Pasta prima vera
For guests this weekend, I want to go to the farmer's market, get what looks best, and make a pasta prima vera, probably with whole wheat pasta (because I'm finding I like it as much or more than white). I'm curious for techniques that work for people:
1. Olive oil and/or butter?
2. Roast the vegetables - I would think that would work.
3. Cheese at the end?
4. Cream, broth or other liquids? (I don't plan on using tomatoes)
olive oil, butter, wine, lemon juice, and broth + fresh herbs for the sauce. If your mkt has scapes, they would excel here. The fresh mild garlic flavor is stellar.
Roasting the vegetables is fine, but wouldn't be a huge draw for me. I'd rather grill them quickly to ensure they retained any "snap" but that's me. Good parm would be a welcome addition at the end. I'm not a big cream person, and I think it would weigh everything down too much, so I wouldn't use it. Make sure to use:
Fresh parsley, and fresh basil.
Wanna get funky? Fry some sage leaves, and throw a few on the top of the plates of pasta.
Peas, asparagus, scapes, fancy mushrooms - leafy veggies, broccoli rabe, make it interesting!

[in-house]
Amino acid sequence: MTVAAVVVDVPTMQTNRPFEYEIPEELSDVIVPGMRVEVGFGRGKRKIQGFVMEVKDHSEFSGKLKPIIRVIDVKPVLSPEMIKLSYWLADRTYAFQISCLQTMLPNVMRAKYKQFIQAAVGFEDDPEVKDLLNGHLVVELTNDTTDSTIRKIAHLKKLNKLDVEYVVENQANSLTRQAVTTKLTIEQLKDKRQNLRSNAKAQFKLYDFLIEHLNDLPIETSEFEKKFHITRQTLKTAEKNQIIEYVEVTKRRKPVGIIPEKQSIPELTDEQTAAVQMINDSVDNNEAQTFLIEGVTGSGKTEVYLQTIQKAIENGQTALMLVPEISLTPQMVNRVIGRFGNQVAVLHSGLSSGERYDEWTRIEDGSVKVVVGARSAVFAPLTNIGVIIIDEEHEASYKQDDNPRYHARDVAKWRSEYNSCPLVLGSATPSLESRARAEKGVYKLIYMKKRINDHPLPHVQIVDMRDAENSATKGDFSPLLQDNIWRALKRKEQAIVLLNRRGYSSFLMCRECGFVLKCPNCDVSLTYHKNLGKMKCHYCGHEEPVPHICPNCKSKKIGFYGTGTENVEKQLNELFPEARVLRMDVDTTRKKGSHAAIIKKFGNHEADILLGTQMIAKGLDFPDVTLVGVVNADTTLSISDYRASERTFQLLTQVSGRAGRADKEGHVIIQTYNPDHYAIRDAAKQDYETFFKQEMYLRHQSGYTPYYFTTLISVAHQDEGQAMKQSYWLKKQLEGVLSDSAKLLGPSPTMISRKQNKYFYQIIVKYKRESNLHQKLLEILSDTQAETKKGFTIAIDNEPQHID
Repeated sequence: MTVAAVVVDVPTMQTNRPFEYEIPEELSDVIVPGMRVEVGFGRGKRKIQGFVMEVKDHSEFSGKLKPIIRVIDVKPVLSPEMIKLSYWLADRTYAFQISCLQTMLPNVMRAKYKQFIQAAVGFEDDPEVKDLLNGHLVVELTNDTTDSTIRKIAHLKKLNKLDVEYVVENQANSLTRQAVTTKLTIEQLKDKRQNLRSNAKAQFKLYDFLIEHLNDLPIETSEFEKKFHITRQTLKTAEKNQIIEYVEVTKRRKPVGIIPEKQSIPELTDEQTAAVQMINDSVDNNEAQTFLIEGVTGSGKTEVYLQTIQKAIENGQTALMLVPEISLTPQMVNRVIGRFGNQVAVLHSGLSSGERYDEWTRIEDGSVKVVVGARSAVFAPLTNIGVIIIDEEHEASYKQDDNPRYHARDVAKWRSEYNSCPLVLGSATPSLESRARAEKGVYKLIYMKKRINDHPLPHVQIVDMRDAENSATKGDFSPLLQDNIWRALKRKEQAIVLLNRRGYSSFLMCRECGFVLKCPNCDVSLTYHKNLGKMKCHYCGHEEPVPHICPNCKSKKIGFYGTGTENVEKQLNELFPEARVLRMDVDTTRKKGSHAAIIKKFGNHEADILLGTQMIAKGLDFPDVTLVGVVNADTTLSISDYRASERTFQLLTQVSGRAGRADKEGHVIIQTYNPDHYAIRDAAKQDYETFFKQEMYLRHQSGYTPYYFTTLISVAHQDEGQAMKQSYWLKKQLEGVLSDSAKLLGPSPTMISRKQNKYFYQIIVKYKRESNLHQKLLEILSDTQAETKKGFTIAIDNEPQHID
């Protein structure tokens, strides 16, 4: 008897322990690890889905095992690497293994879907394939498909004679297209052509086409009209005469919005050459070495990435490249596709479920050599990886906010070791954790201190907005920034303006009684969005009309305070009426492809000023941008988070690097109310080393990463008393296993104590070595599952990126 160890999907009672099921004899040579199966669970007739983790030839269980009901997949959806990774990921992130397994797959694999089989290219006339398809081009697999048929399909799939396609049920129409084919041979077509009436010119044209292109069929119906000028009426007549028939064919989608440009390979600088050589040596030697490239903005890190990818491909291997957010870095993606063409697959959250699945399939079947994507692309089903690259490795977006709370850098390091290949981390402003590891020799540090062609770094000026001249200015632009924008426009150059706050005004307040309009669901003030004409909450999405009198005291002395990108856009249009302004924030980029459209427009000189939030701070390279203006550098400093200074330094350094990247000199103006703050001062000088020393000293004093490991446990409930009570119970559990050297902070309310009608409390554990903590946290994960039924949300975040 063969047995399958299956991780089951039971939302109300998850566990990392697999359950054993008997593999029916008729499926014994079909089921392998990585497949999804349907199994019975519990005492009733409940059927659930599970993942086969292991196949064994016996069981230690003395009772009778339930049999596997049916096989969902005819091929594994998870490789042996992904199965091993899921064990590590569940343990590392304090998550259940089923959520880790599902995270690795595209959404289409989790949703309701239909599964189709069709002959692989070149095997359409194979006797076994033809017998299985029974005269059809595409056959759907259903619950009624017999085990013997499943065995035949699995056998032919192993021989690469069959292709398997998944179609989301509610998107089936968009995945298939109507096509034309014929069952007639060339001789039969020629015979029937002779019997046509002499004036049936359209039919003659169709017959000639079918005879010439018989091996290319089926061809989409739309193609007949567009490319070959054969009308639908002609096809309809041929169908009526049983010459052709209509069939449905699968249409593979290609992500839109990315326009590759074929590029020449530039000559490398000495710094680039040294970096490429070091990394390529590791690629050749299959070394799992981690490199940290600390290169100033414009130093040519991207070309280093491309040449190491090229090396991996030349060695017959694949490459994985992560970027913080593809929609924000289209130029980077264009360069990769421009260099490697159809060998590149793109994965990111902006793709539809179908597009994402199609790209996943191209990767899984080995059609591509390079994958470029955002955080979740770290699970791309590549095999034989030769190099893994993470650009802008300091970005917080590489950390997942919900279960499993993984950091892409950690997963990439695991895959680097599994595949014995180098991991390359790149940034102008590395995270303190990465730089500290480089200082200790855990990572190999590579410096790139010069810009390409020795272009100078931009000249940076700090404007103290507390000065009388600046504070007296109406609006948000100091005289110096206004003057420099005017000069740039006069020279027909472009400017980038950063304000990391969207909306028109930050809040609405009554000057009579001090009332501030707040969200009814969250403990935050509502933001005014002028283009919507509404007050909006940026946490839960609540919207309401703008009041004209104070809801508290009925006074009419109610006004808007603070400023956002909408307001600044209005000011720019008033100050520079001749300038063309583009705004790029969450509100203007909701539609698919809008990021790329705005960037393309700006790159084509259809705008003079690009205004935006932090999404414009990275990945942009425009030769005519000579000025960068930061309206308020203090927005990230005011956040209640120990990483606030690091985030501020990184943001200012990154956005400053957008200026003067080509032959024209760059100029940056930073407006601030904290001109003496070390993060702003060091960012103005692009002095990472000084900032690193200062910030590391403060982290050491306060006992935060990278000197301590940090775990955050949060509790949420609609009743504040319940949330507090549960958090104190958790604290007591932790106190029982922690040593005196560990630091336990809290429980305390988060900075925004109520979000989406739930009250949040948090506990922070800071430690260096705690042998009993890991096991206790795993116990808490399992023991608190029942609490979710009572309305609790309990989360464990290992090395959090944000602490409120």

Maybe some bocconcini - little mozzarella balls!
I toss the vegetables (usually I go with broccoli, grape tomatoes, zucchini or yellow squash, and, as you say, whatever else looks good) in some olive oil and seasonings and roast them (well, I put them in a very hot oven for a short amount of time-- maybe 20 minutes). I then cook the pasta, then toss it all together and add some fresh lemon juice (and maybe some zest). That's it. I keep it pretty simple, though, and in the heat I'm not keen on roasting, so you may want to think about grilling as gordeaux says. I've also added some fresh peas to the pasta water not long before the pasta is finished cooking, or some sugar snap peas (making sure they stay crunchy).
Topping with cheese is always nice, too... Can't go wrong with parmagiano-reggiano.